Professor Bob Baxt considers the outcome of a recent case that confirms the primacy of board directors.

    With increasing demand for broader responsibility to be given to stakeholders and shareholders of companies, and the requirement for broader reporting regimes, it is rewarding (from my perspective) to read the Full Federal Court decision in Australasian Centre for Corporate Responsibility v Commonwealth Bank of Australia [2016] FCAFC 80. Our firm acts for the Commonwealth Bank of Australia (the bank), but despite this, the decision is not only soundly based, but is also a clear decision (in my respectful view).

    For some time shareholders have been demanding greater say in the running of their companies. Rules have been enacted to make directors more accountable to shareholders (the two strikes rule), and to tightly govern the remuneration of directors. More responsibility has been imposed on directors in dealing with the rules of corporate governance, including matters relating to the environment, occupational health and safety and a wide range of issues.

    The Australasian Centre for Corporate Responsibility (the Centre) had asked the board of the bank to consider three resolutions at the annual general meeting of the bank, which were aimed at highlighting details of greenhouse gas emissions and related products of certain organisations financially “supported” by the bank (it is unnecessary to set out the wording of the resolutions). The shareholders argued before Justice Davies in the Federal Court that the bank was obliged to include the relevant resolutions by virtue of provisions in the Corporations Act 2001 (the Act). Justice Davies ruled that the bank was not obliged by law to include these resolutions in the annual general meeting (see Australasian Centre for Corporate Responsibility v Commonwealth Bank of Australia [2015] FCA 785).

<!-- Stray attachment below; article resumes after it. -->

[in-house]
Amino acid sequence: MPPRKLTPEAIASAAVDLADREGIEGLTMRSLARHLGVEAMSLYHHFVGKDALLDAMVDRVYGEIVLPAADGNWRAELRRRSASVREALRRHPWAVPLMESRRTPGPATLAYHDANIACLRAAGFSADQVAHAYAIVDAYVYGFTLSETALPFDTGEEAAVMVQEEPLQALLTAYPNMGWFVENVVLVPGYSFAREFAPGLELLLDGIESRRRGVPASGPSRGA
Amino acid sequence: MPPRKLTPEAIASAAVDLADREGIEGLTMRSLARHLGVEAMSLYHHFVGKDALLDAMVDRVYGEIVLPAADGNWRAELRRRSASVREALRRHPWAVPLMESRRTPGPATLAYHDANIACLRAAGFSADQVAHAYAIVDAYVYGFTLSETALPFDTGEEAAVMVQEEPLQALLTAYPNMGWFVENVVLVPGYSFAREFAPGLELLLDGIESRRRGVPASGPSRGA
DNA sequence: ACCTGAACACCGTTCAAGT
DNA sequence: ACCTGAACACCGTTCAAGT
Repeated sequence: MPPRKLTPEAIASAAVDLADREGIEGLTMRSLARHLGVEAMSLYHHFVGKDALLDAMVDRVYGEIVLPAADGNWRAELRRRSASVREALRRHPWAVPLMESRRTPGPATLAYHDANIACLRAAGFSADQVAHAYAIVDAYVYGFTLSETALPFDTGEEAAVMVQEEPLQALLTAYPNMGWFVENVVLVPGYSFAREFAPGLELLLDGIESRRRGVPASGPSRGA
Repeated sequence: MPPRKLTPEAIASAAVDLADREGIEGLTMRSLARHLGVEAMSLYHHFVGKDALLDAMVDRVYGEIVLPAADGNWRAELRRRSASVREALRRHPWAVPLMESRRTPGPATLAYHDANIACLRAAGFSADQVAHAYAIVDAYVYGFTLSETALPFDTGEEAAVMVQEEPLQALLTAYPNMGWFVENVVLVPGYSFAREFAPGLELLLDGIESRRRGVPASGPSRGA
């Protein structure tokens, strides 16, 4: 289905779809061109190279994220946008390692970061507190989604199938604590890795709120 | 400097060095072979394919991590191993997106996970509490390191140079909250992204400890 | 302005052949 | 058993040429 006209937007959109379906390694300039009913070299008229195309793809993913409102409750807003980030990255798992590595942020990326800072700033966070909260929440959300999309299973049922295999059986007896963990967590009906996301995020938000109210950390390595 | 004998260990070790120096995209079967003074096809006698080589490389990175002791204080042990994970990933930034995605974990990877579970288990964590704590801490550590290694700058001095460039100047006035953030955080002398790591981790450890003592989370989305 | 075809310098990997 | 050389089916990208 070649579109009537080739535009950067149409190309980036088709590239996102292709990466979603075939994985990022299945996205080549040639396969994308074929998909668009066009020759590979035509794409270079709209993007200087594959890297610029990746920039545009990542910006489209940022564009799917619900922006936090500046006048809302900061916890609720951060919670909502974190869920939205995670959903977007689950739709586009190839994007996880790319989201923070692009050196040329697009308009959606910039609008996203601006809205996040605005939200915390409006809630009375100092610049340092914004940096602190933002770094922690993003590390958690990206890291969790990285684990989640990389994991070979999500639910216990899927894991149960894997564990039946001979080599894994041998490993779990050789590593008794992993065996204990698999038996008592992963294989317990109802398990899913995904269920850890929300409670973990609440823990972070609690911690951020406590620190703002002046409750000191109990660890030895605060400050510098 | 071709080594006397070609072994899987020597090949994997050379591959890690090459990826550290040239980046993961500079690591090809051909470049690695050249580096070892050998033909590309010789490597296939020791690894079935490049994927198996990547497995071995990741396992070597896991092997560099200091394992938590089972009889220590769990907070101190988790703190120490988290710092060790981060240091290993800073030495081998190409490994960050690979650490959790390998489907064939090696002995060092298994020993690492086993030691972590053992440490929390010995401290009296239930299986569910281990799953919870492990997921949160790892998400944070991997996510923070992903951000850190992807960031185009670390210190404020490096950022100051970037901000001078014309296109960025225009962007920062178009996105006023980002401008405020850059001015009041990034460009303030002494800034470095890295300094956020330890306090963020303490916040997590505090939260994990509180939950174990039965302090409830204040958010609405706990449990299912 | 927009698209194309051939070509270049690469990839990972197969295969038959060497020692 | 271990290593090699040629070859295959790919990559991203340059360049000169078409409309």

In her view the bank was not required to list the proposed resolutions to the annual general meeting. The request from the shareholders was not supported by any power given to them. The management of the company was vested exclusively, in her view, in the directors of the bank. Furthermore, she ruled that shareholders’ powers in the general meeting did not include  power to pass resolutions of the kind that they sought to be proposed in association with the relevant resolutions being put forward.

    Justice Davies relied on a number of interesting cases, which were also considered by the Full Federal Court. The court delivered its judgment on 10 June (with Chief Justice Allsop presiding and sitting with Justices Foster and Gleeson).

    The court confirmed that the powers of management of the company rested primarily with the directors. The Full Federal Court examined provisions in the Act relating to the division of powers between the board and the shareholders; it then reviewed the bank’s constitution (formerly the articles of association), and in particular clause 12.1(a) which provided “the business of the company shall be managed by or under the direction of the directors, who may exercise all such powers of the company as are not, by [the Act] or the constitution, required to be exercised by the company in general meeting”.

    A number of judgments were discussed by the Full Federal Court in its own short, but clear judgment. Their starting point is, in effect, the House of Lords’ decision of Howard Smith Ltd v Ampol Petroleum Ltd [1974] AC 821 (although there are also earlier decisions). The court relied on earlier decisions of the English courts as well, namely Automatic Self-Cleansing Filter Syndicate Company Ltd v Cuninghame [1906] 2 Ch 34. Another prominent decision is John Shaw & Sons (Salford) Ltd [1935] 2 KB 113.

    The court also found it useful, as I do, to refer to an interesting article by Aickin entitled Division of Power between Directors in General Meeting as a Matter of Fact & Policy (1967) 5 MULR 448.

    This article is often cited as a leading review of the relevant issues arising in these types of matters. Also of interest is the most recent edition of the work by Horsley: Meetings: Procedure, Law & Practice (7th edition, edited by AD Lang, 2015), which is also referred to by the Full Federal Court.